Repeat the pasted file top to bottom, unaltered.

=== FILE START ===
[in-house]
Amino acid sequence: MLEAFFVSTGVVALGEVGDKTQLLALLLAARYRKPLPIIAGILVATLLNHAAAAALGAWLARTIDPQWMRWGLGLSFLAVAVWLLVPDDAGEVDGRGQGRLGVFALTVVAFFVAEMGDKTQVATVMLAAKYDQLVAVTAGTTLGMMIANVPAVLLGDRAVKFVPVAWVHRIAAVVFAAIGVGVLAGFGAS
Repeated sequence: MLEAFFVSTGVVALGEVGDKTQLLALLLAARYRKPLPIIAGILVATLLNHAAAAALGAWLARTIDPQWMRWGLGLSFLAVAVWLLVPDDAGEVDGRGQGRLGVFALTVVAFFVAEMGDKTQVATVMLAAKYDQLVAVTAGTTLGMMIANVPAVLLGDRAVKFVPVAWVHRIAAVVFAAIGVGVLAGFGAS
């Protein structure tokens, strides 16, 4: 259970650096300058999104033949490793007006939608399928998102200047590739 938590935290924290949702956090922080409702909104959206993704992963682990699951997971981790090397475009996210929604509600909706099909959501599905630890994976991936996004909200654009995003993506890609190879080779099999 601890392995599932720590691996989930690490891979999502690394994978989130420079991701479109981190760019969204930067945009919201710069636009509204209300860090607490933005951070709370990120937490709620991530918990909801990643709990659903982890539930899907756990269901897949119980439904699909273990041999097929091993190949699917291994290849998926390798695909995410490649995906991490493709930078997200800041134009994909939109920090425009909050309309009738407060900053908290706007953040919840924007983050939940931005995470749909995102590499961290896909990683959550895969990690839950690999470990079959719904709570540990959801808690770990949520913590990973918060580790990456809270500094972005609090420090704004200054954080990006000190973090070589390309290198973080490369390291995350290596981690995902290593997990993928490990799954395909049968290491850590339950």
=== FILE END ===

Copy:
[in-house]
Amino acid sequence: MLEAFFVSTGVVALGEVGDKTQLLALLLAARYRKPLPIIAGILVATLLNHAAAAALGAWLARTIDPQWMRWGLGLSFLAVAVWLLVPDDAGEVDGRGQGRLGVFALTVVAFFVAEMGDKTQVATVMLAAKYDQLVAVTAGTTLGMMIANVPAVLLGDRAVKFVPVAWVHRIAAVVFAAIGVGVLAGFGAS
Repeated sequence: MLEAFFVSTGVVALGEVGDKTQLLALLLAARYRKPLPIIAGILVATLLNHAAAAALGAWLARTIDPQWMRWGLGLSFLAVAVWLLVPDDAGEVDGRGQGRLGVFALTVVAFFVAEMGDKTQVATVMLAAKYDQLVAVTAGTTLGMMIANVPAVLLGDRAVKFVPVAWVHRIAAVVFAAIGVGVLAGFGAS
């Protein structure tokens, strides 16, 4: 259970650096300058999104033949490793007006939608399928998102200047590739 938590935290924290949702956090922080409702909104959206993704992963682990699951997971981790090397475009996210929604509600909706099909959501599905630890994976991936996004909200654009995003993506890609190879080779099999 601890392995599932720590691996989930690490891979999502690394994978989130420079991701479109981190760019969204930067945009919201710069636009509204209300860090607490933005951070709370990120937490709620991530918990909801990643709990659903982890539930899907756990269901897949119980439904699909273990041999097929091993190949699917291994290849998926390798695909995410490649995906991490493709930078997200800041134009994909939109920090425009909050309309009738407060900053908290706007953040919840924007983050939940931005995470749909995102590499961290896909990683959550895969990690839950690999470990079959719904709570540990959801808690770990949520913590990973918060580790990456809270500094972005609090420090704004200054954080990006000190973090070589390309290198973080490369390291995350290596981690995902290593997990993928490990799954395909049968290491850590339950």